January 28, 2018


Passage: Deuteronomy 18:15-20

“Moses said: The Lord your God will raise up for you a prophet like me from among your own people; you shall heed such a prophet” (Deut. 18:15).

Throughout the history of God and the history of God’s people, there have been prophets. Some true. Many false. I heard on the radio this week that this year marks the 25th anniversary (if you can believe it) of the catastrophe at Waco, Texas of the Branch Davidian cult. That man claimed to be a prophet.

But what is it, exactly, that makes a prophet a for-real-prophet?

For many people in our day and age, we never really think about it. At best, it’s something we give passive assent to as something legitimate from Biblical days – Isaiah, Jeremiah or John the Baptist. But we don’t think of prophets as existing in our day.

Unless, of course (as I often hear the term used in clergy circles), sermons are called “prophetic” when it’s a radical call to social action. When you’re rallying people to rise up and confront systems of injustice and inequality – those are often called “prophetic sermons,” because they fall in line with the long history of such preaching, going way back to Old Testament days when the prophets confronted the political and cultural systems of injustice head-on, declaring with authority how contrary they were to all that God stands for.

I don’t know if that automatically makes someone a prophet or not. Does being a prophet require that the person receive some direct, supernatural message from God, or can someone just as legitimately be called a prophet if their understanding of the Kingdom of God developed in the more usual way? that over the years their faith has formed them in such a way that they perceive the urgent political implications of the faith and they’re prepared to preach that message unabashedly, regardless of the consequences.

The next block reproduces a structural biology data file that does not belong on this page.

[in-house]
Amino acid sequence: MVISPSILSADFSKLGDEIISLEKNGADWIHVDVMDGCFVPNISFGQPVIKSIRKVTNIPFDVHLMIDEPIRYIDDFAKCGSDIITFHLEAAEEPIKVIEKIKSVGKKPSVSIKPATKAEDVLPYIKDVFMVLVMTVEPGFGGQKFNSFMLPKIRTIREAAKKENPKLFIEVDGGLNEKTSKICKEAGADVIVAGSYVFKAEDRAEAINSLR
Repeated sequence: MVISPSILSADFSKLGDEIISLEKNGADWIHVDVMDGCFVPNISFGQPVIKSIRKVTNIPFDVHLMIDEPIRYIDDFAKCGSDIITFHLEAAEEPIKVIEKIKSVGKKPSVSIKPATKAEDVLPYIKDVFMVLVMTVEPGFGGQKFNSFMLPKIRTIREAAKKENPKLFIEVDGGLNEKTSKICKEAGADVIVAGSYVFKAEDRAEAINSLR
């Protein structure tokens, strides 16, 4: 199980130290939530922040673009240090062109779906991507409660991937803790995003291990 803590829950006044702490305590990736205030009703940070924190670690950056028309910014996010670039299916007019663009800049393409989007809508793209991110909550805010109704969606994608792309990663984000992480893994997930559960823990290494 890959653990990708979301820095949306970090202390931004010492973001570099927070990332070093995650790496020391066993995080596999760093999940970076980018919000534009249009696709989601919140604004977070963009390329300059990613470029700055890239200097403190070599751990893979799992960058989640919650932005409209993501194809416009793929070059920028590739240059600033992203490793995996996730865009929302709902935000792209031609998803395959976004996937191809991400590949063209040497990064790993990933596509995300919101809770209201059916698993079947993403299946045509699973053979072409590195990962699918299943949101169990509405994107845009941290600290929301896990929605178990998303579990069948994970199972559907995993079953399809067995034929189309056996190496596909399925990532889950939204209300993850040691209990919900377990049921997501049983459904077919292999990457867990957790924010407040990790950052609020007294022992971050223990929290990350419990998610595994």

I suppose for me, the hallmark of a “prophet-prophet” is the convergence of three distinct elements:

  • That their message is clearly consistent with the heart of God
  • That the messenger himself or herself embodies that message with integrity
  • And finally – when there is an indisputable authority that comes with their message – such that when you hear it, you know it’s true. It cuts you to the heart.

That’s what people experienced with Jesus. When he appeared on the scene and started preaching, there was this universal reaction that something extraordinary was happening in their midst. What he said, the way he behaved, and what they experienced within themselves when they were in his presence, all gelled together and convinced the crowds that they had  the “real deal” on their hands.